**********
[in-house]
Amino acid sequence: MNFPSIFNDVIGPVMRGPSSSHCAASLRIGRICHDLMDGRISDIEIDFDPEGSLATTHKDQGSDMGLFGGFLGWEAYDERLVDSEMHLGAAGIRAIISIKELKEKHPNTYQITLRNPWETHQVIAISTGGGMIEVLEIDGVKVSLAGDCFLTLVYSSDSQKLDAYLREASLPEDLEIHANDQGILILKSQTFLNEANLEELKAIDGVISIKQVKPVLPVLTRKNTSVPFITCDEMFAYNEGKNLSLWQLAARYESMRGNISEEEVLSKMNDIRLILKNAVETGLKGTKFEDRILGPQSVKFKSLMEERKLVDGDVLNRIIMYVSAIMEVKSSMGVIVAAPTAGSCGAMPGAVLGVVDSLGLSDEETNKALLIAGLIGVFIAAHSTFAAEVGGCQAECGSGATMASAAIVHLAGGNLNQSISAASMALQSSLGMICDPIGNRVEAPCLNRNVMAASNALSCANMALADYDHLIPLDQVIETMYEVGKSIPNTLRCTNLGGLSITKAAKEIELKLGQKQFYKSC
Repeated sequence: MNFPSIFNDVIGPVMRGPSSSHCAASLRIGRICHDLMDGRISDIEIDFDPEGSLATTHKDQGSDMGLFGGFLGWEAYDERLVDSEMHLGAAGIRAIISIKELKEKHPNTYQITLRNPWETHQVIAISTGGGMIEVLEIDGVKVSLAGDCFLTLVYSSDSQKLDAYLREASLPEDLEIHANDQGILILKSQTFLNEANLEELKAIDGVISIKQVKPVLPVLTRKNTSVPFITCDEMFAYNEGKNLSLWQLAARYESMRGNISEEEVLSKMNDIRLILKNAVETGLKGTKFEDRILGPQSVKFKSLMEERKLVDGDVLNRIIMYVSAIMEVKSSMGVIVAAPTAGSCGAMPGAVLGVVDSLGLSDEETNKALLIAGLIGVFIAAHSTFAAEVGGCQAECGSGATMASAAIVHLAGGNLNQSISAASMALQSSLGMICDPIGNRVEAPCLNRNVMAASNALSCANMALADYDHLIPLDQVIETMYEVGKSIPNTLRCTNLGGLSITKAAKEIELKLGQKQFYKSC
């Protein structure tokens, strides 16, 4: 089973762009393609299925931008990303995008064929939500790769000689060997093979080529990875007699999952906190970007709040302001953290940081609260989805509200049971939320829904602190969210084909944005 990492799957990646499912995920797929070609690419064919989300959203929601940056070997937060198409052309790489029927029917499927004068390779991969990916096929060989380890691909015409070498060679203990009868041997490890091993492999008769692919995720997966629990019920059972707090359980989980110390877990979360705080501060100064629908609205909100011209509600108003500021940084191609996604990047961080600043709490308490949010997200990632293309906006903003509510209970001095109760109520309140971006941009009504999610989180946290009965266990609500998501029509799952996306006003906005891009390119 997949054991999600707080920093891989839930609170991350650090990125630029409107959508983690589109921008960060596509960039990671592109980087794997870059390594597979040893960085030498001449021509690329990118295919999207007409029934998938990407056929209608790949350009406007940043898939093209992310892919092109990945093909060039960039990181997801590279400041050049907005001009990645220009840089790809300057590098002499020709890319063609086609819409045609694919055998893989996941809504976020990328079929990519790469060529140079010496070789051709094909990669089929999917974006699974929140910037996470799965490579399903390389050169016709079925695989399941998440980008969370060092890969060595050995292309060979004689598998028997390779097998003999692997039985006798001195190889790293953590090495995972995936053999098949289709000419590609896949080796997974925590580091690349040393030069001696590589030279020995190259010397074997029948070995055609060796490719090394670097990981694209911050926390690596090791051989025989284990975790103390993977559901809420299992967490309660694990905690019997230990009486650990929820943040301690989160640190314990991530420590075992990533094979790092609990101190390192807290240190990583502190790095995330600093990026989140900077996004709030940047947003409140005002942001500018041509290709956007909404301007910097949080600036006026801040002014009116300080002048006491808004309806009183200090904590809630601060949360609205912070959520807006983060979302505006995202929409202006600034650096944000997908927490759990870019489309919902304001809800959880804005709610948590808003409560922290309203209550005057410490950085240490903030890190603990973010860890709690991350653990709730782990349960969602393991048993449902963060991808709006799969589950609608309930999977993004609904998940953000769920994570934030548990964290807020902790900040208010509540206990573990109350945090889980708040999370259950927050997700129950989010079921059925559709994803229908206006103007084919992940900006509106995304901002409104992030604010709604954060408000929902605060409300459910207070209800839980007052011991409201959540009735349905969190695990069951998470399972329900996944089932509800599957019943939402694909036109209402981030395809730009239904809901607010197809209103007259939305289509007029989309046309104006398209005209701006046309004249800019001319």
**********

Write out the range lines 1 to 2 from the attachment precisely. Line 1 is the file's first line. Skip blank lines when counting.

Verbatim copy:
[in-house]
Amino acid sequence: MNFPSIFNDVIGPVMRGPSSSHCAASLRIGRICHDLMDGRISDIEIDFDPEGSLATTHKDQGSDMGLFGGFLGWEAYDERLVDSEMHLGAAGIRAIISIKELKEKHPNTYQITLRNPWETHQVIAISTGGGMIEVLEIDGVKVSLAGDCFLTLVYSSDSQKLDAYLREASLPEDLEIHANDQGILILKSQTFLNEANLEELKAIDGVISIKQVKPVLPVLTRKNTSVPFITCDEMFAYNEGKNLSLWQLAARYESMRGNISEEEVLSKMNDIRLILKNAVETGLKGTKFEDRILGPQSVKFKSLMEERKLVDGDVLNRIIMYVSAIMEVKSSMGVIVAAPTAGSCGAMPGAVLGVVDSLGLSDEETNKALLIAGLIGVFIAAHSTFAAEVGGCQAECGSGATMASAAIVHLAGGNLNQSISAASMALQSSLGMICDPIGNRVEAPCLNRNVMAASNALSCANMALADYDHLIPLDQVIETMYEVGKSIPNTLRCTNLGGLSITKAAKEIELKLGQKQFYKSC